A developer’s plan to build a dual-branded hotel downtown likely won’t receive serious consideration until sometime next year, as the firm works to present a suitable design to the Indianapolis Historic Preservation Commission.
IBJ first reported in August that Minneapolis-based CSM Corp. had under contract a parcel at the corner of Pennsylvania and Georgia streets, across from Bankers Life Fieldhouse.
CSM envisions a total of 286 rooms between the two brands—an Aloft and an Element—according to plans filed in early August with IHPC. ( A rendering is below.)
Commission members heard CSM’s preliminary plan earlier this month and provided feedback without taking any action.
Because zoning variances are involved, IHPC members said the earliest they could consider approving CSM’s plan would be at their November meeting.
But the architect for the developer, Bryan Strube at Ratio Architects Inc., told IBJ on Wednesday that CSM won’t be prepared to present anything then and is unsure when it will be ready.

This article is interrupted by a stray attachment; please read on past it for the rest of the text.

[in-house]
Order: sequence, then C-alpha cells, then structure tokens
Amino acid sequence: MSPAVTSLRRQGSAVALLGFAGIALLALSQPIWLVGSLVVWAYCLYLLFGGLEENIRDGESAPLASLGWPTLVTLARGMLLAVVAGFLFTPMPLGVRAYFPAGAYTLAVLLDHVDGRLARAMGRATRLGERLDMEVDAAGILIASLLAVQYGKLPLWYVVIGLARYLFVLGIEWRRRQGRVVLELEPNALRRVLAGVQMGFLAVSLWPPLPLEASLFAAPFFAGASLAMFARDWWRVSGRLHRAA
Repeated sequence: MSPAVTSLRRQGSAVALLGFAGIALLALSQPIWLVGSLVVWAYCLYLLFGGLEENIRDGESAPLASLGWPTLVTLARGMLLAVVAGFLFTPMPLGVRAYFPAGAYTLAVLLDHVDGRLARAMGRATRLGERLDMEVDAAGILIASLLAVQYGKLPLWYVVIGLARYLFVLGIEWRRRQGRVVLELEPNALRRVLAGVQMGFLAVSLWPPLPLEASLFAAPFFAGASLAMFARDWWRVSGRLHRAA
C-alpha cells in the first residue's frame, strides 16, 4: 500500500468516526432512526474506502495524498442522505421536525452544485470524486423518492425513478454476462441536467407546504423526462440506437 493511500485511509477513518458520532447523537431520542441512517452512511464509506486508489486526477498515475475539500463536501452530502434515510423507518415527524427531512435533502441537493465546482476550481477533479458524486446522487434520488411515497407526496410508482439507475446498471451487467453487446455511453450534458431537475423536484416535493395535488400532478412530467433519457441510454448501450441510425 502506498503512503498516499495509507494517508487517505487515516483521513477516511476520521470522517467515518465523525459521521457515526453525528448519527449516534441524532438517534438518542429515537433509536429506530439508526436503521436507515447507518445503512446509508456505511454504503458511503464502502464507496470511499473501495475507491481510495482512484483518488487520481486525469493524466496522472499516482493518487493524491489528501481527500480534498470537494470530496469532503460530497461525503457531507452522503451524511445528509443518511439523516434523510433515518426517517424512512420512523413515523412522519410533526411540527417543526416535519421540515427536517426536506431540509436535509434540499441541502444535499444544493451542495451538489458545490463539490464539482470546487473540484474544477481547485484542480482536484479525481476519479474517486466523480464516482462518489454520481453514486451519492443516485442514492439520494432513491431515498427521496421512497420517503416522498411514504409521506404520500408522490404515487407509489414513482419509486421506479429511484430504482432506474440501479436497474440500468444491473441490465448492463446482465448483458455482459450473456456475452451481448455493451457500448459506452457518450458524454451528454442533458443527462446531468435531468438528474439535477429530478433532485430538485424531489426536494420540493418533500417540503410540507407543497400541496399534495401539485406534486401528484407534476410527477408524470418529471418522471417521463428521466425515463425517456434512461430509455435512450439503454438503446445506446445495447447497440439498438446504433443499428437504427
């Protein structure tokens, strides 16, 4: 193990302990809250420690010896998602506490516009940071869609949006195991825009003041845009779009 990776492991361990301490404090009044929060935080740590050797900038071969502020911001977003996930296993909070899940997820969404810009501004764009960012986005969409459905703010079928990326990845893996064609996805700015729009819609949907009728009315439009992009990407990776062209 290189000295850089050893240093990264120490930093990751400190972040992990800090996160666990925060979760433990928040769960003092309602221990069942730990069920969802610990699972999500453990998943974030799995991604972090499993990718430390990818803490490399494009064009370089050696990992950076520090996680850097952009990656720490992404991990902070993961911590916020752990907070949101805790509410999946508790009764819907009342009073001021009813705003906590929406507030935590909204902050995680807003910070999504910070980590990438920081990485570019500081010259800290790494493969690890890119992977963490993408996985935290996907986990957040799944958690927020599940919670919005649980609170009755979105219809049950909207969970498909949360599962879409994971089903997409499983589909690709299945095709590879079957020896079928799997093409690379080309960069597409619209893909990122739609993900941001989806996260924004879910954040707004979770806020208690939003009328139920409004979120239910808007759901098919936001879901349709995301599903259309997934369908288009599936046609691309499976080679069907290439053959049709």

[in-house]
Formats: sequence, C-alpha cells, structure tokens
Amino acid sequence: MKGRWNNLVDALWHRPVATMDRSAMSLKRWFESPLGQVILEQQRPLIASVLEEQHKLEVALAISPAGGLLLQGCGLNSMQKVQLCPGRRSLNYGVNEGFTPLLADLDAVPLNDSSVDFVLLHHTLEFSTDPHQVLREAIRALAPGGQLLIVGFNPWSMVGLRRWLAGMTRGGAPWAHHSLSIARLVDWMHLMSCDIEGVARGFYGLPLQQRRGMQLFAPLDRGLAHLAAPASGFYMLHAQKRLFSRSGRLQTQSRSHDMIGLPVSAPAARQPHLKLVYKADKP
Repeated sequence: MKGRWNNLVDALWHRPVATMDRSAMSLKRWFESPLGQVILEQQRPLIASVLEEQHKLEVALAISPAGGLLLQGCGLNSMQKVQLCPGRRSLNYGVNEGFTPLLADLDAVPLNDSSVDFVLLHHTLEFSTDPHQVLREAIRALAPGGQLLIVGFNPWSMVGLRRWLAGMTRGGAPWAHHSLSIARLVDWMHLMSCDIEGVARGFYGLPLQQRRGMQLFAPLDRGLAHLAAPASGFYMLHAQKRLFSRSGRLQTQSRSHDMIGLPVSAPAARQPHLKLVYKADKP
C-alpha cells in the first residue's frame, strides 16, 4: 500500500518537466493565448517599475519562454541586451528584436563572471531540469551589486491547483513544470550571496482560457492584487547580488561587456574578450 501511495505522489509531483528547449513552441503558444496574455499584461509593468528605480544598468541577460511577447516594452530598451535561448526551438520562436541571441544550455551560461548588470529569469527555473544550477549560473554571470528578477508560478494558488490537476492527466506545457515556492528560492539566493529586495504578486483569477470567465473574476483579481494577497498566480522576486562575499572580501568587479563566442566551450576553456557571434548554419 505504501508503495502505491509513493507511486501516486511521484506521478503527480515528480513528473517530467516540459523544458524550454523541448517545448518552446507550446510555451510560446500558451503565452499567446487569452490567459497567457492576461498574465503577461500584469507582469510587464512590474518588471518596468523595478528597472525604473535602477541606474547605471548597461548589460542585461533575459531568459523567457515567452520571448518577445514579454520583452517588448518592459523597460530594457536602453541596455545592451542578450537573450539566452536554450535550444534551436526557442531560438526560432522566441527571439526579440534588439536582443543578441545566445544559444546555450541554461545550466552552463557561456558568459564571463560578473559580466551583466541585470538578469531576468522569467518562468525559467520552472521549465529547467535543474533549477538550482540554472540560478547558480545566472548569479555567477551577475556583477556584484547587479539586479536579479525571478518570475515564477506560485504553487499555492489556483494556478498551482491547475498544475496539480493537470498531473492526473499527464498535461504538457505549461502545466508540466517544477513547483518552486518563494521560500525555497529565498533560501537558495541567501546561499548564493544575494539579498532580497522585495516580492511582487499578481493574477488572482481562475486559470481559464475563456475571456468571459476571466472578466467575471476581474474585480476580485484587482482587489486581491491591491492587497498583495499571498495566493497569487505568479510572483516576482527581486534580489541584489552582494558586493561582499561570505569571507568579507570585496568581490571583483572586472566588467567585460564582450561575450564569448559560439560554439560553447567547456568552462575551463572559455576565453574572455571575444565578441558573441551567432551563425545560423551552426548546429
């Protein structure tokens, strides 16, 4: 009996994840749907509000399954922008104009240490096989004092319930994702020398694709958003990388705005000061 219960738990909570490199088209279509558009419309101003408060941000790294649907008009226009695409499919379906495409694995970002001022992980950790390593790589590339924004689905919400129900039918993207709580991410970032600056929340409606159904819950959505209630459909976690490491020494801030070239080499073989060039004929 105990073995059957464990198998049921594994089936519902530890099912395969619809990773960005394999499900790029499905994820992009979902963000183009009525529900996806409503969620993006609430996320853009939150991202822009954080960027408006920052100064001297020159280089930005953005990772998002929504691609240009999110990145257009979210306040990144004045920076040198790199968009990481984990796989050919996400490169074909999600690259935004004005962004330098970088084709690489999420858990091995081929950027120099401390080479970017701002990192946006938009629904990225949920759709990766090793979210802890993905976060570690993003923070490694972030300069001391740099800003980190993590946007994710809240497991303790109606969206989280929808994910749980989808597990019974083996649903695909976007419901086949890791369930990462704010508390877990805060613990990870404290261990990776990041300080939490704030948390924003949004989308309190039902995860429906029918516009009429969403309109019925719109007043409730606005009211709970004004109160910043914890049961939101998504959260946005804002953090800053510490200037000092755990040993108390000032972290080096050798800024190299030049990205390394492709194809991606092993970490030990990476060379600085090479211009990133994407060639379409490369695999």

“The project will not be on the agenda for the November hearing, as the developer continues to investigate and put together other, less visible, aspects of the project,” he said in an email. “For the moment, we do not have a timeline to share.”
However, Strube noted that both CSM and Ratio were satisfied with the feedback they received at the Sept. 3 meeting, despite a few criticisms of the design.
“There is a disturbing amount of dead space on Georgia Street,” IHPC member Susan Williams said during the meeting. “I would recommend that there be some sort of secondary entrance on Georgia Street.”
On top of that, some of the IHPC members thought the colors of the Element, which would be built closest to Pennsylvania Street, “seem a little busy,” while the design of the Aloft might be a “little too plain.”
If built, the project would represent the city’s first two-flag hotel building.
CSM would develop and finance the hotel project under a license from Stamford, Connecticut-based Starwood Hotels & Resorts Worldwide Inc. Besides Aloft and Element, its brands include the W boutique, luxurious Le Meridien and the more widely known Sheraton and Westin.